This afternoon, I had the pleasure of speaking at the Committee for Economic Development of Australia’s (CEDA’s) State of the Nation conference in Canberra. I was invited to provide my perspective on the role industry can – and should – play in harnessing science and technology to unlock Australia’s future growth and tackle some of our greatest challenges.
While mining and financial services remain our biggest contributors to GDP, tech is now the third largest sector of our economy, at A$167 billion. The Tech Council of Australia (TCA) forecasts it will outgrow primary industries by 2030.
There are macro issues that will guide our course over the next decade. We are concurrently dealing with healthcare challenges in the aftermath of COVID, rising cost of living, ongoing supply issues, geopolitical instability and concerns around national security, plus the jobs and skills crisis which has taken centre stage in the past few weeks.
Globally, there is a fierce science and technology race for economic advantage. Countries that push forward and build capability now will snare jobs and income in the decades ahead.
Tapping into home-grown ingenuity
Australia punches above its weight when it comes to scientific and technological ingenuity. We have a lot to be proud of; think long-life contact lenses, plastic skin, extra-nutritious strains of barley and vaccine development. Or look at how robotics technologies that were developed for the mining industry are being transferred to space exploration.
We also make a significant contribution to scientific advances globally. Despite having just 0.3 per cent of the world’s population, we contribute to more than 4 per cent of the world’s published research.
Ingenuity is our nation’s superpower. We need to supercharge it, so we can overcome the challenges we face and accelerate our potential as a nation.
As I said at CEDA’s State of the Nation conference, we have strong foundations in place to achieve this.
Australia is a leading digital economy. We are one of the world’s fastest adopters of cloud technology, which has led to the success of cloud-native startups like Airwallex, Canva and Go 1. Australia’s tech sector has been underpinned by strong growth in venture capital. We must maintain an environment that welcomes this and other global and local sources of investment.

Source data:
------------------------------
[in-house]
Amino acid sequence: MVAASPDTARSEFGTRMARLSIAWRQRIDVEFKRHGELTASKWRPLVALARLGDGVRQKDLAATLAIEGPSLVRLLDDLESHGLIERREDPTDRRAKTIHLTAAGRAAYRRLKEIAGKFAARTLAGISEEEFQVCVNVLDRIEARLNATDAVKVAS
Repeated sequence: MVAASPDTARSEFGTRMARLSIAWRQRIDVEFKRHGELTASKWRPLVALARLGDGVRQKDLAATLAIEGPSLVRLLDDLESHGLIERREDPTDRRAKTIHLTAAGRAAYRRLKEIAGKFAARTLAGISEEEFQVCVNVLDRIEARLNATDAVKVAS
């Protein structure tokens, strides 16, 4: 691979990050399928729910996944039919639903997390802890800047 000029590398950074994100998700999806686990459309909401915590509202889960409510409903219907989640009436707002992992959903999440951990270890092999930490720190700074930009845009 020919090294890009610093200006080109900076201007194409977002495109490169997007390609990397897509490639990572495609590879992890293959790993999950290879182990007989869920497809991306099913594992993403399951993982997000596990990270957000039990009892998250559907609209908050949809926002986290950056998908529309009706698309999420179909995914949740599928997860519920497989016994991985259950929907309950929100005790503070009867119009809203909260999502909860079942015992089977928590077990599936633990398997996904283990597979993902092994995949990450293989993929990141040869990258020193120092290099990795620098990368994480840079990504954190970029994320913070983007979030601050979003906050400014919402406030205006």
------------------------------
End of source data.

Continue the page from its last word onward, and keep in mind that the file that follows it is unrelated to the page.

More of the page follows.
So, how can we realise the multiplying effect of science x technology for the benefit of all Australians?
Captaincy, collaboration and capability
The first step is to recognise that no-one has all the answers. That’s why Microsoft partnered with CEDA to publish a new report, Harnessing Science x Technology to drive Australian innovation and growth.
The report identifies the need for captaincy: a clearly articulated, non-partisan and overarching ambition for industry, innovation and science. We need a framework to drive this ambition across all sectors for the long term.
Following last week’s Jobs and Skills Summit, the Australian Government committed to widening the talent pipeline for science and technology; reviewing existing Government programs to see if they can support greater diversity; and supporting a Digital and Tech Skills Compact between government, unions and technology employers.
I join the TCA and other members of the industry in welcoming this clear and consistent national leadership.
The report also highlights the importance of collaboration between scientists, researchers, innovators and technologists to supercharge commercial growth in science and tech.
One example is Microsoft’s partnership with CSIRO, which seeks to accelerate CSIRO’s missions using our best technology research and investments. We’ve already had success in areas such as using AI and machine learning to make farming more sustainable and are now looking at partnerships in the fields of robotics and space.
Another example is the work of Professor Mark Hutchison, Director of the ARC Centre of Excellence for Nanoscale BioPhotonics at the University of Adelaide. This tech incubator has turned a A$23 million investment from the Australian Government into 16 startups that are focused on creating new devices for use in medicine, defence and agriculture. As one of the new generation of science entrepreneurs, Hutchison brought together scientific, technology, engineering and commercialisation experts from day one.
A third key theme from the report is capability. We need to cultivate our talent, creativity, ingenuity and emerging skills so that Australia’s workforce is present-proof and future-ready as we transform our economy.
At Microsoft, we work with governments, educational institutions, and industry to foster a diverse pipeline of tech talent. Our recent efforts include a pilot partnership with the University of Technology Sydney, Macquarie University and TAFE NSW for state’s first Institute of Applied Digital Technology; launching the First Nations Digital Careers Program with the Queensland Government; and helping the Western Australian Government deliver cybersecurity training and awareness programs across the state’s public sector.
I’d also like to acknowledge the TCA’s recent work in laying out a roadmap for creating an additional 1.2 million tech jobs in Australia by 2030.
Our ability to harness science and technology has always been important. However, today innovation plays a central role in solving the nation’s biggest challenges. It’s time to unleash Australia’s ingenuity superpower and bring science and technology closer together.